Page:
A version of this story first appeared at Coast Guard Pacific Southwest and was written by Petty Officer 2nd Class Pamela Boehland.
Shortly after the 2012 Thanksgiving holiday, a family and their dog were walking along Big Lagoon Beach near Eureka, Calif., when a wave suddenly swept their dog out to sea. The 16-year-old son went into the breaking surf to attempt to rescue the dog, and when it became apparent that he was struggling, both of his parents rushed into the water to save him. The dog made it safely back to shore unharmed. The mother, father and their son did not.
A month later, on New Year’s Day, a Bay Area man died attempting to save his wife and dog from the surf at the Point Reyes National Seashore. Two weeks later a 32-year old woman was walking her dog along the coast at Shelter Cover, Calif., when a wave carried her out to sea.
Winter is a particularly dangerous time to be on the beaches of Northern California. Tragically, every year, people and their pets fall victim to sneaker waves. A sneaker wave is a large wave in a series of coastal waves. They frequently catch beachgoers, dog walkers and dogs off guard and wash them out to sea.
At least seven people have died in Northern California since 2008 while attempting to rescue their dogs from the ocean, according to the Santa Rosa Press Democrat. In all but one case, the dogs made it safely back to shore and without any human intervention.
“We love our dogs and will do anything to save them – but we must guard against the instinct to jump into the surf,” said Allison Lindquist, executive director of the East Bay Society for the Prevention of Cruelty to Animals.
The simple truth is that most dogs are better swimmers than their two-legged masters. Army veterinarian Capt. Lynn Miller said, “Compared to their human counterparts, many dog breeds have a compact center of mass in relation to their long limbs and an elevated head and neck, which makes them good swimmers in calm water.”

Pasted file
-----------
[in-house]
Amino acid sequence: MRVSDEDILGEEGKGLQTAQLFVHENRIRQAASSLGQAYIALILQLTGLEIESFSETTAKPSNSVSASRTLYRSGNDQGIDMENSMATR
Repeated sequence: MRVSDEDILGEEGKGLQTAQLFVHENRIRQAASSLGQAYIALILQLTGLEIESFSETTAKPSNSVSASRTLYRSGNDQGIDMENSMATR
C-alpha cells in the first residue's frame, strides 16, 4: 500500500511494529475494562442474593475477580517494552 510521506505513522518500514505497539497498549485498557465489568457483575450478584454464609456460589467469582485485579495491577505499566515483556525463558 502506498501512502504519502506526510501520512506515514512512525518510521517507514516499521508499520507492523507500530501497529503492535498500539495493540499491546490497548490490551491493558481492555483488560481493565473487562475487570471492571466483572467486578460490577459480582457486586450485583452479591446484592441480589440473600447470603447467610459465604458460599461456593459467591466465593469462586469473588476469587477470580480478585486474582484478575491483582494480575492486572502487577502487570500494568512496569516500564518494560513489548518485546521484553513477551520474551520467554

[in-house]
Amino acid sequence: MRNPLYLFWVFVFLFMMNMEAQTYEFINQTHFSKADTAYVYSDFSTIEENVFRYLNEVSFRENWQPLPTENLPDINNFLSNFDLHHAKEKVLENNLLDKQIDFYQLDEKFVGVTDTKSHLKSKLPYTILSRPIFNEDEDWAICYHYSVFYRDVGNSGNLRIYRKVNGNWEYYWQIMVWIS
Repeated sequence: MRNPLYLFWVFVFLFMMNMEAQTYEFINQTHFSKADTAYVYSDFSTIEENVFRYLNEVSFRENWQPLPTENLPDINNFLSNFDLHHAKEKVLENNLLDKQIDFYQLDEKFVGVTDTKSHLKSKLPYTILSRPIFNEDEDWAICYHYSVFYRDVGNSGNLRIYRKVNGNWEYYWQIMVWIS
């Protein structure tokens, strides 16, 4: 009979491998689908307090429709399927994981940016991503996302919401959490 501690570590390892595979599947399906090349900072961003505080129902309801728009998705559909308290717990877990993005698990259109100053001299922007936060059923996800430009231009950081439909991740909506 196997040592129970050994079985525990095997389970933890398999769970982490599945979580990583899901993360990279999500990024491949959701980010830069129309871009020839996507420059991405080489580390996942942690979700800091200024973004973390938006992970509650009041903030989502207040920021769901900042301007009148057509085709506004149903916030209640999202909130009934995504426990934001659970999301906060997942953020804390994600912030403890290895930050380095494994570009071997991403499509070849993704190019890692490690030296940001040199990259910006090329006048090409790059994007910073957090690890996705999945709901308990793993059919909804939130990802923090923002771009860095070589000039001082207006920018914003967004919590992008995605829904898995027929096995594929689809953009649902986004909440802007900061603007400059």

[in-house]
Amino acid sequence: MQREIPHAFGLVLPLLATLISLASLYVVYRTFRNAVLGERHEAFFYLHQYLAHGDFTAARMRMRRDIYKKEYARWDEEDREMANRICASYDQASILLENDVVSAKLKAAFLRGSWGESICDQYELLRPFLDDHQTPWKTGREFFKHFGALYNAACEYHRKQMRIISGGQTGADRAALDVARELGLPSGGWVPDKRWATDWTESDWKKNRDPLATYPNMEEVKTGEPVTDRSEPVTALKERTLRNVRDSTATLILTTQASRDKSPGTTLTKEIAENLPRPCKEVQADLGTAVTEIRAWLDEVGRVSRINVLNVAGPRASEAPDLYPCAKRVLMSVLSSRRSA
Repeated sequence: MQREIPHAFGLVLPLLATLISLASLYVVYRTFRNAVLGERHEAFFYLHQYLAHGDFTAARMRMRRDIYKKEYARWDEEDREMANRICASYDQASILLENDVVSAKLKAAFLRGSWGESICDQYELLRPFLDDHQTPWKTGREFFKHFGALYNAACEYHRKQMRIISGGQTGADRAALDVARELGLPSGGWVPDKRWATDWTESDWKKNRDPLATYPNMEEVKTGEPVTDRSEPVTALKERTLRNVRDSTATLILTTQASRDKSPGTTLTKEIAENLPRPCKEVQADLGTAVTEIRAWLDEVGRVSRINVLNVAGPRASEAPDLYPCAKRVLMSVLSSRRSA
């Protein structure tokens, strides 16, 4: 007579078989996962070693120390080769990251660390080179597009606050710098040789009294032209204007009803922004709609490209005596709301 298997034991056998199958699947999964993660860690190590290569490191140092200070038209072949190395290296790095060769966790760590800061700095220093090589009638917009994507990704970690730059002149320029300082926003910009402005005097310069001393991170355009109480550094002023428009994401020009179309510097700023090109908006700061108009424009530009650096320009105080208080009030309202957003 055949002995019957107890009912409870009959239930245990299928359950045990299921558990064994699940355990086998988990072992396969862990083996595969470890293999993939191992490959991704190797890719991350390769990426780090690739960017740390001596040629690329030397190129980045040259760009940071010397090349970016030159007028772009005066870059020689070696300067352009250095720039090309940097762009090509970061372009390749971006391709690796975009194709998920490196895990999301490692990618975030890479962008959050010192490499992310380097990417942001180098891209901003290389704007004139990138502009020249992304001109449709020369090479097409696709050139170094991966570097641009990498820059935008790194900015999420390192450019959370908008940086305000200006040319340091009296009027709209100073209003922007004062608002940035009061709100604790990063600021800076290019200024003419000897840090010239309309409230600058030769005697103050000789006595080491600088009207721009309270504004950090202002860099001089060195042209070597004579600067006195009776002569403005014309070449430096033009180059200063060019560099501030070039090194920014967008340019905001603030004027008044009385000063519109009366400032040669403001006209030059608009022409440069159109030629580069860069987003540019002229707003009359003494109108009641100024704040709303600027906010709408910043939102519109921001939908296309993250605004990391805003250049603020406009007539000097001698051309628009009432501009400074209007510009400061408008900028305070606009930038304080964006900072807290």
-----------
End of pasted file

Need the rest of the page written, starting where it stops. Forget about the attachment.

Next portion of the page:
However, the Northern California coast isn’t often described as calm at any time of year. Vigilance and prevention needs to be on every beach goers’ mind to protect themselves and their dog from the frigid Pacific Ocean.
If you take your four-legged buddy to the beach, you must keep a few safety tips in mind. Dogs that weigh less than 40 pounds should not be allowed to run off leash near the surf zone, according to Miller. She also warns that even though larger breed dogs like Labradors and Irish setters that are naturally strong swimmers, need to be protected from the ocean.
“Even the fittest canine athlete isn’t made for pounding surf, and dogs should be discouraged from going near rough water and rocky areas,” Miller said. “Remember, a small wave that comes up to your dog’s elbow is the equivalent of a bigger wave that comes up to a human’s knee.”
She also advises not to throw toys into active waves, as some dogs can become so focused on a ball or Frisbee that they will miss hazards under the water they would have caught otherwise.
If your dog is swept away, give him or her the opportunity to swim back to shore.
“Dogs are far better equipped to ‘go with the flow’ and get themselves to shore than are humans,” Lindquist said. She advises, “Should your dog end up in the surf or rip current, stay safely on the shore.”
Lindquist said dog owners should also, “Be aware that the current may move the dog down the beach, and they may come ashore a distance from where you are located. Ensure that your dog has a microchip and a collar with ID, as this will make reuniting you both much quicker,” she added.
If, however, you find yourself pulled into the water, it is important to remain calm and swim parallel to the shore. If you are not a strong swimmer, try to get the attention of those on shore and tread water and float calmly until help arrives.
Dogs provide us with an excellent opportunity to get out and enjoy the great outdoors. Beaches are a popular spot for both canines and their humans. But if you decide to spend the day at the beach, do so with caution. Safe guard yourself, your family and your best friends and don’t get carried away.
Other Safety Tips from Dr. Miller:
-Make sure your dog has plenty of fresh water to drink—salt water is poisonous to a dog’s stomach and intestines.
-Rinse your dog’s coat off to remove the saltwater and prevent skin irritation.
-Cold water can shock even mildly arthritic joints and turn a pleasant day at the beach into a nightmare that can last for days or lead to drowning.
-Also, as a safety precaution, any dog that is entering open water – beach, bay or riding on a boat – should be fitted with a life vest, regardless of the dog’s size.